You can also learn to make the most classic of Roman dishes, pasta e ceci (pasta and chickpeas), on a virtual cooking class from Withlocals, costing from £13.65 a class.
Or get stuck in without a screen by snapping up a recipe book, such as Tasting Rome: Fresh Flavors and Forgotten Recipes from an Ancient. It’s a showcase of modern dishes influenced by tradition, with each recipe acknowledging its origins while also exploring how it transitioned to the variations found today.
In terms of drinks, although strictly speaking it may be more Venetian than Roman, a spritz goes down nice and easy at this time of year. Check out the blog The Roman Foodie for recipes of several variations.
Setting the scene
Where to begin? The Eternal City has served as inspiration for countless cultural offerings. But a good jumping off point is clearly Roman Holiday: this classic film sees Gregory Peck and Audrey Hepburn skipping around the city on a Vespa and falling in love with one another (while you fall in love with the scenery).
Fellini’s 1972 film Roma gives a different, less romantic but more fascinating view of the Italian capital. A semi-autobiographical story depicting director Federico Fellini’s move from Rimini to Rome, it features a series of loosely connected scenes that take place in the 1930s and 1970s.
For the true Roman experience, Gladiator lets you experience the empire in its heyday. A particular highlight is seeing the Colosseum as it would have looked in 180AD.
(There are also two separate but equally terrible-looking romcoms called When In Rome, one of which stars the Olsen twins. It’s safe to say you can probably give both a miss.)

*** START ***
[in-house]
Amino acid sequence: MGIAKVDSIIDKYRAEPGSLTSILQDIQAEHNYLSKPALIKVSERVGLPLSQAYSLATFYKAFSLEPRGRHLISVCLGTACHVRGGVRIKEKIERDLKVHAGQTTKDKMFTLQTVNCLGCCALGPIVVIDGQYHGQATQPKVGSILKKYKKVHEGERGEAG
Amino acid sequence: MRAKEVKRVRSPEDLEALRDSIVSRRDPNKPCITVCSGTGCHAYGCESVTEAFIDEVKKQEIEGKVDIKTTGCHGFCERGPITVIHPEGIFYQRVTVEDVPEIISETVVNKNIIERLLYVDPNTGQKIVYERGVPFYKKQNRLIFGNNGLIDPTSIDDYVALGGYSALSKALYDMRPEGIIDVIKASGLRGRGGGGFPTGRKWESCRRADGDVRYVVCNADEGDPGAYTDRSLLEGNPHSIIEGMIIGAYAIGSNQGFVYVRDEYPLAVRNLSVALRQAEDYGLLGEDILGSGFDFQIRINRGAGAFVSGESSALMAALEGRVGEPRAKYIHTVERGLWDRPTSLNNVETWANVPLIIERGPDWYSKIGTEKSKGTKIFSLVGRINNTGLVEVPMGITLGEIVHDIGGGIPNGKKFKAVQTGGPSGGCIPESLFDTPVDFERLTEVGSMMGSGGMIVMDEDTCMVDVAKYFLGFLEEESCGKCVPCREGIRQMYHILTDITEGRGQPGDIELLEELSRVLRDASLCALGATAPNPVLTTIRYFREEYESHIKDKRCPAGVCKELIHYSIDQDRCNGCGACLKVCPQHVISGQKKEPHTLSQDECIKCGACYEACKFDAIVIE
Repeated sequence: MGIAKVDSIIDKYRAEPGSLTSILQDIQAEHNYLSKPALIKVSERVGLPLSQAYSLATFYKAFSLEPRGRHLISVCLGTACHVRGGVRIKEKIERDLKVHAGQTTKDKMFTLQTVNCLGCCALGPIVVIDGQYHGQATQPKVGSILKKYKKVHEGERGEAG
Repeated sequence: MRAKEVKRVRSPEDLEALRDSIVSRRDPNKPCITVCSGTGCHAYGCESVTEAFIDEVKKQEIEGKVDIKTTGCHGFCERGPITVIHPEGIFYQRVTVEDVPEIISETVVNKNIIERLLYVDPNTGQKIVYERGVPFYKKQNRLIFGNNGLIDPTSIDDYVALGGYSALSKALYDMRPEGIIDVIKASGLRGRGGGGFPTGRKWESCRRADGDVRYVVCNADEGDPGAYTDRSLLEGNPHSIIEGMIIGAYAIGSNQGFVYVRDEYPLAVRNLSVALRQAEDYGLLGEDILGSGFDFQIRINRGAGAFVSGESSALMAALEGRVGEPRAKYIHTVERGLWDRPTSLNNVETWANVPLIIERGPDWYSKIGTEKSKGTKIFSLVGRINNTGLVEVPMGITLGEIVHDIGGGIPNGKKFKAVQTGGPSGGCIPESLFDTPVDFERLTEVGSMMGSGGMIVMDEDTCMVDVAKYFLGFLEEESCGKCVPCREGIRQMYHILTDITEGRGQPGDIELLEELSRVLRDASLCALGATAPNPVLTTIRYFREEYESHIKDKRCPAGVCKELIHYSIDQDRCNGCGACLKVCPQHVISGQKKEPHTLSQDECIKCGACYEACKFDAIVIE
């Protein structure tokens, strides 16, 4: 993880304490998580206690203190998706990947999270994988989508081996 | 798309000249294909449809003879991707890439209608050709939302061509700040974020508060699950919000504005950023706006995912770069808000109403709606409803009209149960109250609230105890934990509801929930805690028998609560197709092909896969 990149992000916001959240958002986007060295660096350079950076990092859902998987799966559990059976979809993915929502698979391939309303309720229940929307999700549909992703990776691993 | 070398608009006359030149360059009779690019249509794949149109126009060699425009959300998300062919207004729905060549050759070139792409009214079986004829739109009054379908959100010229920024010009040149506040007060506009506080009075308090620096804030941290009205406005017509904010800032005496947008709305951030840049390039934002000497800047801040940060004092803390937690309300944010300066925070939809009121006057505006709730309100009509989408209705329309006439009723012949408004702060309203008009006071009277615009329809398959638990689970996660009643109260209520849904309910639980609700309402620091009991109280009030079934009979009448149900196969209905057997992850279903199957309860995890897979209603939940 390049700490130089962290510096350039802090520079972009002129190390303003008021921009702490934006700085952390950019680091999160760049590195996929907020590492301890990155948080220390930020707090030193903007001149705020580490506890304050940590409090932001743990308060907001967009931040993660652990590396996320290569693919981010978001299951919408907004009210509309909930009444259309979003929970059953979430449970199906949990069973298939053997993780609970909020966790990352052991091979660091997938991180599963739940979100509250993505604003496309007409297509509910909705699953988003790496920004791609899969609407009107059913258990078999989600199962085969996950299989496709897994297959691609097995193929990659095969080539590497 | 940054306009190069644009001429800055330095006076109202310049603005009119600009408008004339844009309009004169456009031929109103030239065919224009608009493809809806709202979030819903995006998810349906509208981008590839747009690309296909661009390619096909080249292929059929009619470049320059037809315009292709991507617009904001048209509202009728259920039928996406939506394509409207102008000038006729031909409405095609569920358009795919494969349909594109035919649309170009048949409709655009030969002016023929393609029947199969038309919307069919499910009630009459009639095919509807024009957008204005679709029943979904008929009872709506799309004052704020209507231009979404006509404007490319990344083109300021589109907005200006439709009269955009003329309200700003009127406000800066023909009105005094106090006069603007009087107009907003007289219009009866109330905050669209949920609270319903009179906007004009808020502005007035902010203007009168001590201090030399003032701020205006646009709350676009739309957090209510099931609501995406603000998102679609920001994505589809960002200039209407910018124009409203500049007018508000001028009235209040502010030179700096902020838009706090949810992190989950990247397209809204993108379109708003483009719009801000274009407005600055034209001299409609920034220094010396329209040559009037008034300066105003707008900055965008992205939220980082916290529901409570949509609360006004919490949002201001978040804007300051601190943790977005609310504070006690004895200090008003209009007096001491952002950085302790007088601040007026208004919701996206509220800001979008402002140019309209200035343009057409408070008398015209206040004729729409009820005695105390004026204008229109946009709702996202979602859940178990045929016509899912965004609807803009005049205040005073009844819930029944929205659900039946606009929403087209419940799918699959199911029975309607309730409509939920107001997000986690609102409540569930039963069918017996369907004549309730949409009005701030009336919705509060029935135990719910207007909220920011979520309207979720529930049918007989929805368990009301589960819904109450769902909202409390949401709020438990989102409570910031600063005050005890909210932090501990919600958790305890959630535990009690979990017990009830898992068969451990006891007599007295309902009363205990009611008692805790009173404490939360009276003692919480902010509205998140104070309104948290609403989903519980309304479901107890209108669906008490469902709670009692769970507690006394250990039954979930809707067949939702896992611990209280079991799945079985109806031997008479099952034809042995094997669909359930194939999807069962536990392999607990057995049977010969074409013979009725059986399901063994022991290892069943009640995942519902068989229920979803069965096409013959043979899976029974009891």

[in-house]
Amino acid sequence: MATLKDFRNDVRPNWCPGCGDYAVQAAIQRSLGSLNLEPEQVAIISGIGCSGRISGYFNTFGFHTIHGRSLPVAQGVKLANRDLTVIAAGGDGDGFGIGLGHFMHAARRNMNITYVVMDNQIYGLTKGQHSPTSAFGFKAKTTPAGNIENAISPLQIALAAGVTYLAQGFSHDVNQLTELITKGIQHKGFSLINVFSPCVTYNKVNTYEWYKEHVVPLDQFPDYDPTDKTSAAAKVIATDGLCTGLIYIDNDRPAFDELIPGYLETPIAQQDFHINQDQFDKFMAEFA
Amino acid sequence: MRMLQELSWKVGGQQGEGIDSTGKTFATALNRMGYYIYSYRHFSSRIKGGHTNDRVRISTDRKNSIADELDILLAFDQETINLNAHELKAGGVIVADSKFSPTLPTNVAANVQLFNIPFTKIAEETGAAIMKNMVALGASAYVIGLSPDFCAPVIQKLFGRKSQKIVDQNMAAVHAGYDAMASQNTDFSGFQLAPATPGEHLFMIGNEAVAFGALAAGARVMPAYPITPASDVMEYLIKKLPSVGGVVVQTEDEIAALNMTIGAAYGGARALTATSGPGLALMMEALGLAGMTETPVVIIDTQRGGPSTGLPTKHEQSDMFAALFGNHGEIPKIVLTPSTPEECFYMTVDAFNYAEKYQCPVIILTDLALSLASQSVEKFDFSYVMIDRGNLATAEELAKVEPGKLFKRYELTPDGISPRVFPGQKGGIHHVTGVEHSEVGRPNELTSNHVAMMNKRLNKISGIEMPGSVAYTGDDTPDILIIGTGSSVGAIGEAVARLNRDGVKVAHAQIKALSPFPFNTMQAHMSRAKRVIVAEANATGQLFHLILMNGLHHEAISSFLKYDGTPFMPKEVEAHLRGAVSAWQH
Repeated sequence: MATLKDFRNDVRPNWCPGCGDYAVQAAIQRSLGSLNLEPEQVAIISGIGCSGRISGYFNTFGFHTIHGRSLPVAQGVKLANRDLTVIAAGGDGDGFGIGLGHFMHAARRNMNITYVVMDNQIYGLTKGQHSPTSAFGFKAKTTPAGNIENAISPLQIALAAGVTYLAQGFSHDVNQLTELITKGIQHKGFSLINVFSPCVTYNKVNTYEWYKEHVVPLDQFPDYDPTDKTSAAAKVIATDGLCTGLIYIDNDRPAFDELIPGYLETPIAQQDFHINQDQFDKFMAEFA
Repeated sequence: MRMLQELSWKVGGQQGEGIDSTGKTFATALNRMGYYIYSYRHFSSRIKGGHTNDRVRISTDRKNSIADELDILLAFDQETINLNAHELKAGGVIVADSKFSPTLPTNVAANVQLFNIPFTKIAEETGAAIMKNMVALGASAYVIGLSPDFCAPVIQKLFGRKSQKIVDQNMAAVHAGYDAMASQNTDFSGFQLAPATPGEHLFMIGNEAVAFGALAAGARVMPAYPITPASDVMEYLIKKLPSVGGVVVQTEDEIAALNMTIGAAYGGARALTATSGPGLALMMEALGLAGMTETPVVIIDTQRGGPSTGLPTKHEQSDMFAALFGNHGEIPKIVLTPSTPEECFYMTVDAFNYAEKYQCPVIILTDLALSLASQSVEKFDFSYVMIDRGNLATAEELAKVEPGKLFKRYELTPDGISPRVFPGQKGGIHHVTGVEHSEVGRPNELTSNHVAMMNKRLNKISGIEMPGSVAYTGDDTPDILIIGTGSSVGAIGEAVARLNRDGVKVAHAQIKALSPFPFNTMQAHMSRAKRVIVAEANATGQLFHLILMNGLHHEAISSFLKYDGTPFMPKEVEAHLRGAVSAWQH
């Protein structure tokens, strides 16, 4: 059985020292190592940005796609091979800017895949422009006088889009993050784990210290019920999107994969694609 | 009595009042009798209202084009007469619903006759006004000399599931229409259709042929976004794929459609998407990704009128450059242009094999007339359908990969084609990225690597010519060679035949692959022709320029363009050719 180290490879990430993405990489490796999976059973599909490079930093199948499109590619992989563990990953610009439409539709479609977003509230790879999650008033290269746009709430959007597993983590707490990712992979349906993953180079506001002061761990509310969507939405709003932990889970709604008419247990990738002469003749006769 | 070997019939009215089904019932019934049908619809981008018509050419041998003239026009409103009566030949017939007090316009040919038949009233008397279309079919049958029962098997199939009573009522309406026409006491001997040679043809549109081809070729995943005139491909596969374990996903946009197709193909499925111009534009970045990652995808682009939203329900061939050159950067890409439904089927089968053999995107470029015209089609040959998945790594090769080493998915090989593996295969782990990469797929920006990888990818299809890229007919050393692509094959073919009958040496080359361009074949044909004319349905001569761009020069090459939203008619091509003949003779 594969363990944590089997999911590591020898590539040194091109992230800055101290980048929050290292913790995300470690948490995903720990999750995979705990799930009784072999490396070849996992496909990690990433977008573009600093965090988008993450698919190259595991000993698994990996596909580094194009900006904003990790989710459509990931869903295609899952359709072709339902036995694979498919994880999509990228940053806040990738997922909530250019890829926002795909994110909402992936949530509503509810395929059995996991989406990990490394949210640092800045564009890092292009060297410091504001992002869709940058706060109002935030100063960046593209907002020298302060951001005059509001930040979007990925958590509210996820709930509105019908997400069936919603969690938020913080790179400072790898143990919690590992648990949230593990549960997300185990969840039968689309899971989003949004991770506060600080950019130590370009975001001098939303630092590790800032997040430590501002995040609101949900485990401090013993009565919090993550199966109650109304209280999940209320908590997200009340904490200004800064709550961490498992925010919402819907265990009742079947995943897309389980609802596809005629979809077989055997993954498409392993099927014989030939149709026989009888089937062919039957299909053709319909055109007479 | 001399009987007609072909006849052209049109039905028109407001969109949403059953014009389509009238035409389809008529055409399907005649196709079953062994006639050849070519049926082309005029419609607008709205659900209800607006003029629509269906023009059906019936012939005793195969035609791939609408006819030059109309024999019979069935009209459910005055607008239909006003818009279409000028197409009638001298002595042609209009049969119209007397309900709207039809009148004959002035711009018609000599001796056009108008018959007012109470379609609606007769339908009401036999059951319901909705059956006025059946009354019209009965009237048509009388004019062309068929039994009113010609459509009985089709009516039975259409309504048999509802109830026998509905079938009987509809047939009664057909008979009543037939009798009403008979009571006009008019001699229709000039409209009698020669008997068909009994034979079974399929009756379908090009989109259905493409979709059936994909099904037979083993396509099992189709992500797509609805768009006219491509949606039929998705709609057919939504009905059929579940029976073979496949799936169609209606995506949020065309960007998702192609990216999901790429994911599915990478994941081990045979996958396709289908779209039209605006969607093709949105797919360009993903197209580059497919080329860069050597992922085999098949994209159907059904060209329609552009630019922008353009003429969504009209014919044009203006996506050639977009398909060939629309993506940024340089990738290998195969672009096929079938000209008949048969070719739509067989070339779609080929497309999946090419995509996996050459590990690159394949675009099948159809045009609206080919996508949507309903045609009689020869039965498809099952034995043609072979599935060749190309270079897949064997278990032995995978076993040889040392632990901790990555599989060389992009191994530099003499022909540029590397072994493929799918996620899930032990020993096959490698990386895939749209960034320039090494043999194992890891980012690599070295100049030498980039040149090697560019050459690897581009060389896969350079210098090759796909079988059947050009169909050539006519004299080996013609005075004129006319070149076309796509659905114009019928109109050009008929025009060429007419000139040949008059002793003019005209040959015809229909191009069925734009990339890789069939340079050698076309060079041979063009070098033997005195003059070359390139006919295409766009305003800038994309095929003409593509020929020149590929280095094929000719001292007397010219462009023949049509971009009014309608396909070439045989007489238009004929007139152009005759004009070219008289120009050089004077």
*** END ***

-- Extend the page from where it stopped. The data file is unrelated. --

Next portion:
Neatly ticking the boxes of “holiday read” and “being set in Rome (among other places)” Eat, Pray, Love is the bestselling account of writer Elizabeth Gilbert’s attempt to rediscover herself after a messy divorce, which has since been adapted into a film with Julia Roberts. The book’s best bit is undoubtedly the “Eat” section, where the protagonist learns Italian and imbibes all manner of delicious grub while wandering around Rome.
Soundtrack wise, does it get better than Dean Martin’s An Evening in Roma? It does not, my friend. Crank it up loud and proud. If classical music is more your style, mezzo-soprano Cecilia Bartoli hails from Rome and has a decent set of pipes on her, to put it extremely mildly.
Bring it home
If you’re looking for authentic cuisine, check out myDelibox – an Italian online delicatessen where you can order famed Italian products at fairly reasonable prices.
Roman “Concept store” myzarstore sells fashion, accessories and jewellery in its online shop, as well as skincare products. And if that’s not enough concept for you, there’s also Dana Roma; located in a small church in central Rome, it combines art and fashion with a focus on brands that are “made in Italy”. Although part of the joy is undoubtedly going in and having a nose around, you can still click through from Dana’s site to find all the Italian-made labels they’ve curated for the best in local design.
If the weather continues to be fine, what really gives the vibe of being in Rome is authentic Italian gelato. Until your local ice cream place is open once more, you can buy Grom gelato from Waitose in pistachio, chocolate and coffee flavours for the astronomical price of £6.99. Gulp.